Wednesday, January 29, 2014

Mountain Climbing: 27 January 2014

¡Hola familia y amigos!

I woke up this morning thinking about how amazing the women are here with balancing things on their heads. Huge baskets laden with bread, fish, tortillas, tamales packaged in banana do they do it? I've seen women get on the bus with their giant baskets on their heads and nothing happens. I tried walking around the apartment with my journal on my head and it fell after 30 seconds. Sad.  You should try it and let me know if you have more luck than I did.

I ate cereal with real milk today as well, which I haven't done since being here. We also had a Zone Activity and made waffles!! Reminded me of home.

With Hermana Gonzales

This past week was quite possibly the fastest week of my entire life.  I can't even believe that I'm sitting here writing this, to be honest.  Seriously...what happened to the last seven days?? We went to Managua three times, and I'm guessing that's why.  But before expounding on that, I need to tell you all about the amazing BAPTISM we had this weekend!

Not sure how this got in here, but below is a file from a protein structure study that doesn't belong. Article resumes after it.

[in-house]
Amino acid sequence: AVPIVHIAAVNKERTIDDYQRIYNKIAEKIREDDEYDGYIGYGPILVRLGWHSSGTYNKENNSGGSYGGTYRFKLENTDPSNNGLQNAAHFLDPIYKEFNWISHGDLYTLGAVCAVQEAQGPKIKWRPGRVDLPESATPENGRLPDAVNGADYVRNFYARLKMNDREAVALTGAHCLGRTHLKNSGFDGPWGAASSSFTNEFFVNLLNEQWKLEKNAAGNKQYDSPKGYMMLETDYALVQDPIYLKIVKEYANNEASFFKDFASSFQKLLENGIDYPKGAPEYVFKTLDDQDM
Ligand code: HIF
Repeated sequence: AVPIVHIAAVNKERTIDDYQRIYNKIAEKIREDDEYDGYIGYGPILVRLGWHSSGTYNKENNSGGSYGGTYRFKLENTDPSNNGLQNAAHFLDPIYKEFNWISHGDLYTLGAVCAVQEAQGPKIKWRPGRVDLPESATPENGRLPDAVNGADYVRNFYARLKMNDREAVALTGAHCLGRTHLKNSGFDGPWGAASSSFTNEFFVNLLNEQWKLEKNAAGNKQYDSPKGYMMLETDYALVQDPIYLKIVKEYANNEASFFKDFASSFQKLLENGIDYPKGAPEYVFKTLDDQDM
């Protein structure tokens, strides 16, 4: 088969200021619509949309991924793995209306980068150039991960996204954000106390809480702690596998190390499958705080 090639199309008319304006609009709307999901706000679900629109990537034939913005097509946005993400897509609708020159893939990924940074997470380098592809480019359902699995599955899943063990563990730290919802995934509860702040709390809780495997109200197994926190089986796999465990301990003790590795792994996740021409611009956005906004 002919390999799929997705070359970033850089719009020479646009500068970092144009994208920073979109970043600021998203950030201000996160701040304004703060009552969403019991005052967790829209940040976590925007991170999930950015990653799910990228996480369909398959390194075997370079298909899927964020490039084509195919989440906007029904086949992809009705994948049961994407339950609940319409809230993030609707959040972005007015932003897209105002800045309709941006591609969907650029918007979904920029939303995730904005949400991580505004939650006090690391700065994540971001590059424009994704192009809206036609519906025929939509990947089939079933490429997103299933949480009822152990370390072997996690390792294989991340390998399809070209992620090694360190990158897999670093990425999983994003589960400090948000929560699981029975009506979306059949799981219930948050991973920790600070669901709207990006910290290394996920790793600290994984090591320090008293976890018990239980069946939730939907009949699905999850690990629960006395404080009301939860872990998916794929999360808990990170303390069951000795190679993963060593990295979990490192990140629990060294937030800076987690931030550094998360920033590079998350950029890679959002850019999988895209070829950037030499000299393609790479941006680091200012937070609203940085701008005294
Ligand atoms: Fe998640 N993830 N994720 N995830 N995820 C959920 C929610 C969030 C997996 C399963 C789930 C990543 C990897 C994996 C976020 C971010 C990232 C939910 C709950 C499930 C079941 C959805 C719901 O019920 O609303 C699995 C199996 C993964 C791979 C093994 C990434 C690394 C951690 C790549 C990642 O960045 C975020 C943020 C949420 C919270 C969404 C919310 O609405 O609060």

So his name is Luis and he's 18 years old, and I met him in my English class (which is where I met Roger as well. All of my students thought that was pretty funny and were arguing about who would be "next"..two down....four to go...haha). I'll try to send pictures next week so you can get an idea of what he looks like.  He's what everyone refers to as "morenita," super dark skinned, dark hair, dark eyes, and he is always, always, always wearing shorts (convincing him to wear pants on Sunday was a hard won battle).  Honestly, everything with Luis has been a hard won battle. He is so incredibly skeptical about everything, and we taught him every little detail of every single lesson, catering to his favorite word, "Apparentemente."  It's been neat, however, to see his usage of that word lessen.  "Apparently" denotes doubt, and doubt and faith cannot coexist. He learned that the hard way after weeks and weeks of teaching and setting new baptismal dates and nothing happening (he was one of the two baptisms that fell through last week, actually).  And honestly, I don't know what changed with him. He was in an interview with our district leader (the Elder who conducts the baptismal interviews) for TWO AND A HALF HOURS, and at the end of it, came out and said, "I'm sorry, I'm just not ready." So, we respected that decision and gave him some space, as heartbreaking as it was  (it was so hard to keep my face composed and not cry in front of him right then and there).  After a few days of not seeing him, however, we received a text message: "Hermanas? Do you think you could stop by for me this week?"   So, naturally, we stopped by.  And I don't know what changed in the four days of not seeing him and since his interview, but he was different.  More ..  humbled. Less skeptical.  I put my palms out and told him sincerely, "Luis, what are you hoping to gain from us passing by and teaching you?"  He paused and said.. "I have been thinking a lot more about my baptism."  We definitely perked up to hear that.  So I said, nonchalantly, "Yeah? What have you been thinking?" "I think it would be a good idea."  (at this point my excitement level is sky high, but, keeping calm..), "Really? And when would you be thinking? Like ... months? Weeks?" Luis: "Well ... days."  And then we made plans for his baptism for Saturday.